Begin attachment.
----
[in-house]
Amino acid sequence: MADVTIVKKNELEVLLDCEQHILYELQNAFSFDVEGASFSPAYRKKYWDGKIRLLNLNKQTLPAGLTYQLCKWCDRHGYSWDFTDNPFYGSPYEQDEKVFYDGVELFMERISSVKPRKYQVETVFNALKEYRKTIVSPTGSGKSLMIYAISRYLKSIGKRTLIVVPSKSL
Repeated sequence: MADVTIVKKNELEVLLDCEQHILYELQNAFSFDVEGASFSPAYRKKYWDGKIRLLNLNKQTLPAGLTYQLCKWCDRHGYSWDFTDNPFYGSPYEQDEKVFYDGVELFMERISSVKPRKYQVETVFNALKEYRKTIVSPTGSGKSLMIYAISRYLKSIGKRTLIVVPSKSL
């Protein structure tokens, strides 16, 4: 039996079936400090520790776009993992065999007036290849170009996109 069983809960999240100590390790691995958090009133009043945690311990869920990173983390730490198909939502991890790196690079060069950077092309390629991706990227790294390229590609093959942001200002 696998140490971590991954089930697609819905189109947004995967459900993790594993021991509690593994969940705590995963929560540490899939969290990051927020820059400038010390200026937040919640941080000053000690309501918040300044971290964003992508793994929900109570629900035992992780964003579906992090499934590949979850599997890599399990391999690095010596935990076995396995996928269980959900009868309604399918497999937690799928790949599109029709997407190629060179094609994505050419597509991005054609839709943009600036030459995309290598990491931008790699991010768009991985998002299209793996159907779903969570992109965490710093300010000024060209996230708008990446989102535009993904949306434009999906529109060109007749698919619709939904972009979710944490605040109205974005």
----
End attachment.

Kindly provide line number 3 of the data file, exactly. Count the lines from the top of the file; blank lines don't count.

Repeated sequence: MADVTIVKKNELEVLLDCEQHILYELQNAFSFDVEGASFSPAYRKKYWDGKIRLLNLNKQTLPAGLTYQLCKWCDRHGYSWDFTDNPFYGSPYEQDEKVFYDGVELFMERISSVKPRKYQVETVFNALKEYRKTIVSPTGSGKSLMIYAISRYLKSIGKRTLIVVPSKSL